Strengths – A Survival Kit

sicknessandhealth

The list below sites common methods medical professions endorse for staying healthy. It’s a short list that amounts to something of a survival kit.

  1. Maintain a healthy weight.
  2. Exercise regularly.
  3. Don’t smoke.
  4. Eat a healthy diet.
  5. Drink alcohol only in moderation, if at all.
  6. Protect yourself from the sun.
  7. Protect yourself from sexually transmitted infections.
  8. Get screening tests.

I think we should add one more:

  1. Use your strengths.

In fact, we should use our strengths in sickness and in health. It is a rare occasion for me to discuss how strengths can be used in sickness. I think most of us try to avoid discussing the possibility of being or getting sick. However, it is always good to file away helpful hints that might allow us to recover with more speed, and start feeling like ourselves again when faced with an unexpected illness. And this is where a client taught me a thing or two about applying strengths to real-life difficulties.

David, a long-term corporate coaching client, is something of a “coach’s pet” when it comes to strengths. David not only thinks about his own strengths, his team’s strengths, and his boss’s strengths, but he also talks about the importance of focusing on strengths frequently. What more could a coach want in a client? Then, just when I thought there was nothing more he could do to impress me by his depth of understanding and integrated use of strengths, David delighted me by explaining how he had used his strengths during his recovery from a recent accident.

We were sitting in his office, across the desk from each other when David told me he “got into a foot-fight with a lawn mower and the lawn mower won.” I really didn’t need to hear much more than that. The thought of how painful such an accident would be made me squirm in my chair. The thought of how long a recovery from such an accident might take made my Achiever feel impatient. But I looked beneath David’s desk and saw that he was in normal shoes. There was no crutch or foot brace to be found in his office. So, how had he apparently healed himself with such speed? By using his strengths, of course.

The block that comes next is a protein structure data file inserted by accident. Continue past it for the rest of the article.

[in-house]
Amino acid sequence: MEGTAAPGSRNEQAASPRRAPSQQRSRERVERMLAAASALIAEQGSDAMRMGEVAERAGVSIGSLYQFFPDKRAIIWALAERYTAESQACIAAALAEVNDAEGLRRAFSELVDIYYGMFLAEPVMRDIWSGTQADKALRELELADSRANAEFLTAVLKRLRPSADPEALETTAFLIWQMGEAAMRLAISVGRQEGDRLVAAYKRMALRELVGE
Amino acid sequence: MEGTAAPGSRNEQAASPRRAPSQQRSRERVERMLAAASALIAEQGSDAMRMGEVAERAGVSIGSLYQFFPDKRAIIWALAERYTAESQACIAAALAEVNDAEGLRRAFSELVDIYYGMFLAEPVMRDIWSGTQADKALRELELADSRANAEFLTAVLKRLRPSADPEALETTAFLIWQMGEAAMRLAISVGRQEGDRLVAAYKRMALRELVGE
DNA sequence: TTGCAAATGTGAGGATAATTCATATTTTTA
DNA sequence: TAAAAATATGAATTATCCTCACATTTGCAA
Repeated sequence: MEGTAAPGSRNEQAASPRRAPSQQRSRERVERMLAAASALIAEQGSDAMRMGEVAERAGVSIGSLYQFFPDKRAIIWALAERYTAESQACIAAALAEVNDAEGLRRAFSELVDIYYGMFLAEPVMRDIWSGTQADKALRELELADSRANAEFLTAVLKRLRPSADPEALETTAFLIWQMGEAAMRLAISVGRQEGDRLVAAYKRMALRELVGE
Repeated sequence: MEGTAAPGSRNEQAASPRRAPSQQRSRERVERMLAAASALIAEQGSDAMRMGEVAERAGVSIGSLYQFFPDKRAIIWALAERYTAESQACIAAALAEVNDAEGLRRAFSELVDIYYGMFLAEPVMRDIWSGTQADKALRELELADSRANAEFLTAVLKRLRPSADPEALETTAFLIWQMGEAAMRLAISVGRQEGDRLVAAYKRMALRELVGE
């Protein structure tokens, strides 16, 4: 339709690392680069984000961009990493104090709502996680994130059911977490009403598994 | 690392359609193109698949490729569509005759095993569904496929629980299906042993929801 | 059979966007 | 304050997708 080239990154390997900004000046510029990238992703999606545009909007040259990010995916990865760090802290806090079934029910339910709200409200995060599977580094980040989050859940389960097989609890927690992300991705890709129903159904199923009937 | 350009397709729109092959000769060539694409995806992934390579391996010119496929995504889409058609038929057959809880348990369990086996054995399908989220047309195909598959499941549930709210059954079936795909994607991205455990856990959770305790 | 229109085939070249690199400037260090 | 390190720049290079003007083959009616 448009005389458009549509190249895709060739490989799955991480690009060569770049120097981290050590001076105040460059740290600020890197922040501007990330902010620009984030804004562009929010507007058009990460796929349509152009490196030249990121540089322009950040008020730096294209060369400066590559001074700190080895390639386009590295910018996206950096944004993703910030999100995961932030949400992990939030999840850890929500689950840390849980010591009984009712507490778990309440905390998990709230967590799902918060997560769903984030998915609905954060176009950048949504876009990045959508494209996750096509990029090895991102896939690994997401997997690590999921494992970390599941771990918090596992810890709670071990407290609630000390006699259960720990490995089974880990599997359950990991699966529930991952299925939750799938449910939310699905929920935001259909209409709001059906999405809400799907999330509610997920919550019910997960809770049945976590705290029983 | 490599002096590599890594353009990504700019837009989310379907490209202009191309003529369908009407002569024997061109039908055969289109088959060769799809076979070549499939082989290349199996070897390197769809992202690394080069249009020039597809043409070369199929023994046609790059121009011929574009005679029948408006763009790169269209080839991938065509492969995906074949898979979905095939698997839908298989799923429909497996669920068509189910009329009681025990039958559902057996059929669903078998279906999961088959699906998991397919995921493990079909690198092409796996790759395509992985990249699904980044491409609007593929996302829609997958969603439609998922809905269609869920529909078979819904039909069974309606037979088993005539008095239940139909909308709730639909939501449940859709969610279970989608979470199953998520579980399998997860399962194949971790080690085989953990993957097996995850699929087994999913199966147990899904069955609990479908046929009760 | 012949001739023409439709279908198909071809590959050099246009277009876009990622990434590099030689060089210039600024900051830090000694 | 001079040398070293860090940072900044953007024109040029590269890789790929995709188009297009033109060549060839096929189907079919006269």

David’s top 5 are Maximizer, Strategic, Learner, Focus, and Discipline. As a Maximizer, David cannot settle for average. David would not – could not – be an average patient. He used his Maximizer talents and committed to being an excellent patient: compliant and over-achieving. As I’ve seen with a number of individuals with Strategic and Learner, David frequently uses these strengths in combination. He certainly put them jointly to use on Day One of the accident. Instead of bemoaning his fate and his swollen and painful foot, he immediately adopted a new motivation: to recovery as fully and as quickly as possible. His Strategic strength pushed him to consider, “What’s the best recovery plan for me?”,  while his Learner talent urged him to research the most effective at-home exercises to speed his healing. At this stage, David reported that his Focus and Discipline took over. He was driven to complete these painful but helpful exercises EVERY NIGHT despite his wife’s questioning and concerned looks.

This story has a very happy ending. Despite the fact that David’s accident was neither pleasant nor planned, he emerged a stronger person, a person who used the best of himself, his strengths, when the going got tough. May we all learn to use our strengths as a survival kit in sickness and in health.

 

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